Solve starts with /s/ sound and when a prefix re- is added to it, it is pronounced with /z/ sound. Why does it happen?
Solve -> /sɒlv/
Resolve -> /rɪˈzɒlv/
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The alternation between /s/ and /z/ in word pairs like that isn't caused by any major part of how modern English works. Instead, it's a fairly restricted phenomenon that shows up because of historical sound changes.
In both French (a major source of Latin-based English words) and English, there have been sound changes turning the sound [s] between vowels into its voiced equivalent [z].
These sound changes contributed to a minor pattern where /s/ at the start of some Latin-based verbs corresponds to /z/ in verbs starting with an unstressed Latin prefix that ends in a vowel. Some prefixes that are found in words like this: re- pre-, de- (e.g. reserve, resign, preserve, deserve, design with /z/ vs serve and sign with /s).
However, when re- is used as an English prefix, with the specific meaning "again", it has secondary stress and it doesn't turn a following /s/ sound into /z/. So "re-sign", in the sense "sign again", is pronounced [ˌriˈsaın], unlike resign "quit" which is pronounced [rɪˈzaın] or [rəˈzaın].
The same alternation between [z] after an unstressed vowel-final prefix and [s] elsewhere applies to some roots that aren't used without a prefix in English, like -sume with /z/ in resume, presume vs. /s/ in assume, consume.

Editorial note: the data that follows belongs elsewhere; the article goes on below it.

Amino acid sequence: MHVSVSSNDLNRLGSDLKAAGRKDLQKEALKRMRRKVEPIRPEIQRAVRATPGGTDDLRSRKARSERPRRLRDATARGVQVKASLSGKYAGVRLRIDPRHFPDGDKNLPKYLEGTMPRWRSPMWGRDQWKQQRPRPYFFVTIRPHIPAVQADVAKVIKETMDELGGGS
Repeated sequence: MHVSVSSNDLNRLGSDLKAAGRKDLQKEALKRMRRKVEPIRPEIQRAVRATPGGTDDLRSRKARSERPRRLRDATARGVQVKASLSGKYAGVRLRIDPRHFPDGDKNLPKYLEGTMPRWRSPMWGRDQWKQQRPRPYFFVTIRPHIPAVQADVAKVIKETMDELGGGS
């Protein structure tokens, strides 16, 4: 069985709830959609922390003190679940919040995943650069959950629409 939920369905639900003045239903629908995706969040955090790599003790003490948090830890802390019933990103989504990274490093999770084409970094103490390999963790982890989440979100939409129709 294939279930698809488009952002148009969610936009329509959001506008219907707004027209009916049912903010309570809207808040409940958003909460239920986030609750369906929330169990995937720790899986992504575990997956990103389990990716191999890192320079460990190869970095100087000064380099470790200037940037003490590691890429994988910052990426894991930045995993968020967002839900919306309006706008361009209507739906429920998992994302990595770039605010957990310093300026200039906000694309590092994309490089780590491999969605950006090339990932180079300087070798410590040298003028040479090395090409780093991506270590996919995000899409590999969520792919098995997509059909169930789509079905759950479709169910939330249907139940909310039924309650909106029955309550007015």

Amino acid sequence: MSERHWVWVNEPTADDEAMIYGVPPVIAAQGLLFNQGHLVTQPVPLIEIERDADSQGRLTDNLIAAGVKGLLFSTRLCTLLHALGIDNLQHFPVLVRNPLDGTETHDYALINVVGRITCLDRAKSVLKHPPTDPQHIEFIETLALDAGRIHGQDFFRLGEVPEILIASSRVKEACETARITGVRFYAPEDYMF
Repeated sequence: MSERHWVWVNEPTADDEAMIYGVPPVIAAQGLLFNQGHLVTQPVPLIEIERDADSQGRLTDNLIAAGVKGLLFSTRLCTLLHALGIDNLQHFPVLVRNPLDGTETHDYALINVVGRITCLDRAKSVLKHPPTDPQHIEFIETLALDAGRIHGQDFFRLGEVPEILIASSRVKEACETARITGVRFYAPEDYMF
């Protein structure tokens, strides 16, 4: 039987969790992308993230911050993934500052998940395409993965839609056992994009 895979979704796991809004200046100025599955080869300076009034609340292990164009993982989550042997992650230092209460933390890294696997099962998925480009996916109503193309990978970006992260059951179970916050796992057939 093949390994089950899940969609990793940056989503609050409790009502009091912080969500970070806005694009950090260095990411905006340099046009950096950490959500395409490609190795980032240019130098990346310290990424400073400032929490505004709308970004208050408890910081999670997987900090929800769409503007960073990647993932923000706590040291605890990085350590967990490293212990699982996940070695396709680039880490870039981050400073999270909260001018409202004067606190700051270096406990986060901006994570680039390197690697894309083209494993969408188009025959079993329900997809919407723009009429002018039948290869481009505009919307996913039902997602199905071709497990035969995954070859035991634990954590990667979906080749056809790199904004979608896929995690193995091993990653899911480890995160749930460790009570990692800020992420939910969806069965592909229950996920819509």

In the case of -solve, the /z/ pronunciation also happens to be used in the word dissolve, even though dis- is not strictly speaking a vowel-final Latin prefix. That's not as predictable. The distribution of /s/ and /z/ in words spelled with the letter "s" has been somewhat variable over time, and can also vary between speakers. Some irregularities exist and some words have been affected by the process of analogy. (Another irregularity: I use /bz/ in observe, but /bs/ in obsess, subsist, subsume, and subside, even though all of these words are composed of a Latin prefix ending in the letter "b" and a base starting with the letter "s".)
It's an effect called co-articulation: because the previous sound [ɪ] is voiced, your glottis is still producing the voiced carrier, and the voiceless [s] is pronounced as a voiced [z].
The reason is that due to the laws of physics your glottis cannot simply switch 'on' and 'off' without delays; therefore certain aspects of vocalisation blend between sounds. The same applies to the position of the tongue, leading to other coarticulation effects.
Note: I am not claiming that you cannot combine voiced and unvoiced sounds. Coarticulation effects occur mostly in connected speech, not in words carefully pronounced in isolation.